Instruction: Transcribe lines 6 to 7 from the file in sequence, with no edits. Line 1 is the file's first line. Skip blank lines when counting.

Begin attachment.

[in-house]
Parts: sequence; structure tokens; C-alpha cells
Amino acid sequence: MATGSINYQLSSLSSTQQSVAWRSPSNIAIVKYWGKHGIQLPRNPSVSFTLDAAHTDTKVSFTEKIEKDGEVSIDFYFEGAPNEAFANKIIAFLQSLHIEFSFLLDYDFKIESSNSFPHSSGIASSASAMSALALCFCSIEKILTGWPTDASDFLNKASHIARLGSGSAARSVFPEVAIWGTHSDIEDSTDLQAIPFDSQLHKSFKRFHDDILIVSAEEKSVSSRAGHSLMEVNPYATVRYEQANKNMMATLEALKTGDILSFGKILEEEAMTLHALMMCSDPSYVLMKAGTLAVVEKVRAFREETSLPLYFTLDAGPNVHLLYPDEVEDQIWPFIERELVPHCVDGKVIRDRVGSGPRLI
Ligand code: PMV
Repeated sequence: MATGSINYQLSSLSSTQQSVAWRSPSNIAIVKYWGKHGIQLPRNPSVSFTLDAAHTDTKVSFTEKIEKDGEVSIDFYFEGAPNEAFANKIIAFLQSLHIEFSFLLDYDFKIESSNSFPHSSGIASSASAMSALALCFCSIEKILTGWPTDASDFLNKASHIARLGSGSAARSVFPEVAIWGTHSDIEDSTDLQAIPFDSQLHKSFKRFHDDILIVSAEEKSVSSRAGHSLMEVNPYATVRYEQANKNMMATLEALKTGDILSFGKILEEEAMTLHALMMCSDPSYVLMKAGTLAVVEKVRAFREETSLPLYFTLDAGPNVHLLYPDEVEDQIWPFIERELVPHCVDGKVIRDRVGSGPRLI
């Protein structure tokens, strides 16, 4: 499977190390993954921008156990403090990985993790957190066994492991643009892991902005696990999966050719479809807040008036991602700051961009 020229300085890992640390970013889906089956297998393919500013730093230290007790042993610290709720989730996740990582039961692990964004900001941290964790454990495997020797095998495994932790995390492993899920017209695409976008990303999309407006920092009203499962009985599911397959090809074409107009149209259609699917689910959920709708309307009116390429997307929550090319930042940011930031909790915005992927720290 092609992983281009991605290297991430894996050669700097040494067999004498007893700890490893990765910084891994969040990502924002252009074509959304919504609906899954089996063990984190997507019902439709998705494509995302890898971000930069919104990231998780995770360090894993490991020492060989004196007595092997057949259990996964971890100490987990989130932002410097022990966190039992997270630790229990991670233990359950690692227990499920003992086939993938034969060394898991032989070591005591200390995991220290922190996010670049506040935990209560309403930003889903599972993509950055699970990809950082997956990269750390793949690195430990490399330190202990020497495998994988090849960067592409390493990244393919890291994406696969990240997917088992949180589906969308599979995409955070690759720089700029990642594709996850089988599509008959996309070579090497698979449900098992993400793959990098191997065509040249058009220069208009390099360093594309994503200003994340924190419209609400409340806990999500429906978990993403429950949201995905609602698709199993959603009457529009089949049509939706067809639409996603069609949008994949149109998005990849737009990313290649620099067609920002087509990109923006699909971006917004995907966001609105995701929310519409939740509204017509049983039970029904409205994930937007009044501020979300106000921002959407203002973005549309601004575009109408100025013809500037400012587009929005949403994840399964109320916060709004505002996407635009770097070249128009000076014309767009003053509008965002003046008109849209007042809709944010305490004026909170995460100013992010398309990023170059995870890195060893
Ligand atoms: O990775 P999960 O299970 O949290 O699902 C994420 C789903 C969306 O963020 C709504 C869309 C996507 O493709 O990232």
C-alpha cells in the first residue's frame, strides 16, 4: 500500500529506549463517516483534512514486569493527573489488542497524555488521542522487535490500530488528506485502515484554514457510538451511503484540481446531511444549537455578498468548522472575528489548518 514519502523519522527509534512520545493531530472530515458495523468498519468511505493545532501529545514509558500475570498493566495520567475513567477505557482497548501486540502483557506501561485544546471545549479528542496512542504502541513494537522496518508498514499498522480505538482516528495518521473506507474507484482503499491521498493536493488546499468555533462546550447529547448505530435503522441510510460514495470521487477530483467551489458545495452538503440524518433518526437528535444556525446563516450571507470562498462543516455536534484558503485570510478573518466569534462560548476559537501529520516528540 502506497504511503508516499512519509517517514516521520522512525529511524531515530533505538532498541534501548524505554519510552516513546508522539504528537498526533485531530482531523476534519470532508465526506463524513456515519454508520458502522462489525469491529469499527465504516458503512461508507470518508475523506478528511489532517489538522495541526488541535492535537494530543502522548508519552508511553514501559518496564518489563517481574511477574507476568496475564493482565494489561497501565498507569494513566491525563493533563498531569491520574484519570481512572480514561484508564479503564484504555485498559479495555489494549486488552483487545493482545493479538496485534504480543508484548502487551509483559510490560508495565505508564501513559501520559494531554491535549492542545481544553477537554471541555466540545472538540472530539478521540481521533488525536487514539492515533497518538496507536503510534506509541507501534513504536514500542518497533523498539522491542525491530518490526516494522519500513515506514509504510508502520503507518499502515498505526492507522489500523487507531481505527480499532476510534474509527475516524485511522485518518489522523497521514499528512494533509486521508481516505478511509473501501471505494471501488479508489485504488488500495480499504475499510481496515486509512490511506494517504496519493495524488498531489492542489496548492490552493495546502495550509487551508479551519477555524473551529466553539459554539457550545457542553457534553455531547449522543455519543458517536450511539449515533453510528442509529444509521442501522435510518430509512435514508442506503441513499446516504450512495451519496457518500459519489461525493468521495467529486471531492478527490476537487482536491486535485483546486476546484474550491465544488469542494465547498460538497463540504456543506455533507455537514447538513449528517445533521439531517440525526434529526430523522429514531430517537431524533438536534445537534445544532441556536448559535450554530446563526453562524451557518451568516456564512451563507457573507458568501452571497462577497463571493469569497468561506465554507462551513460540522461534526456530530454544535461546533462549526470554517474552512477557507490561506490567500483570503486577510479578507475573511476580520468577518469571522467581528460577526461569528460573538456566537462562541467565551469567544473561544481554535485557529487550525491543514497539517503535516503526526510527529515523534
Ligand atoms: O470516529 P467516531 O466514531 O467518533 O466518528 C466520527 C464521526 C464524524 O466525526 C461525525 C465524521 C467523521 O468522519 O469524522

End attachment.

């Protein structure tokens, strides 16, 4: 499977190390993954921008156990403090990985993790957190066994492991643009892991902005696990999966050719479809807040008036991602700051961009 020229300085890992640390970013889906089956297998393919500013730093230290007790042993610290709720989730996740990582039961692990964004900001941290964790454990495997020797095998495994932790995390492993899920017209695409976008990303999309407006920092009203499962009985599911397959090809074409107009149209259609699917689910959920709708309307009116390429997307929550090319930042940011930031909790915005992927720290 092609992983281009991605290297991430894996050669700097040494067999004498007893700890490893990765910084891994969040990502924002252009074509959304919504609906899954089996063990984190997507019902439709998705494509995302890898971000930069919104990231998780995770360090894993490991020492060989004196007595092997057949259990996964971890100490987990989130932002410097022990966190039992997270630790229990991670233990359950690692227990499920003992086939993938034969060394898991032989070591005591200390995991220290922190996010670049506040935990209560309403930003889903599972993509950055699970990809950082997956990269750390793949690195430990490399330190202990020497495998994988090849960067592409390493990244393919890291994406696969990240997917088992949180589906969308599979995409955070690759720089700029990642594709996850089988599509008959996309070579090497698979449900098992993400793959990098191997065509040249058009220069208009390099360093594309994503200003994340924190419209609400409340806990999500429906978990993403429950949201995905609602698709199993959603009457529009089949049509939706067809639409996603069609949008994949149109998005990849737009990313290649620099067609920002087509990109923006699909971006917004995907966001609105995701929310519409939740509204017509049983039970029904409205994930937007009044501020979300106000921002959407203002973005549309601004575009109408100025013809500037400012587009929005949403994840399964109320916060709004505002996407635009770097070249128009000076014309767009003053509008965002003046008109849209007042809709944010305490004026909170995460100013992010398309990023170059995870890195060893
Ligand atoms: O990775 P999960 O299970 O949290 O699902 C994420 C789903 C969306 O963020 C709504 C869309 C996507 O493709 O990232």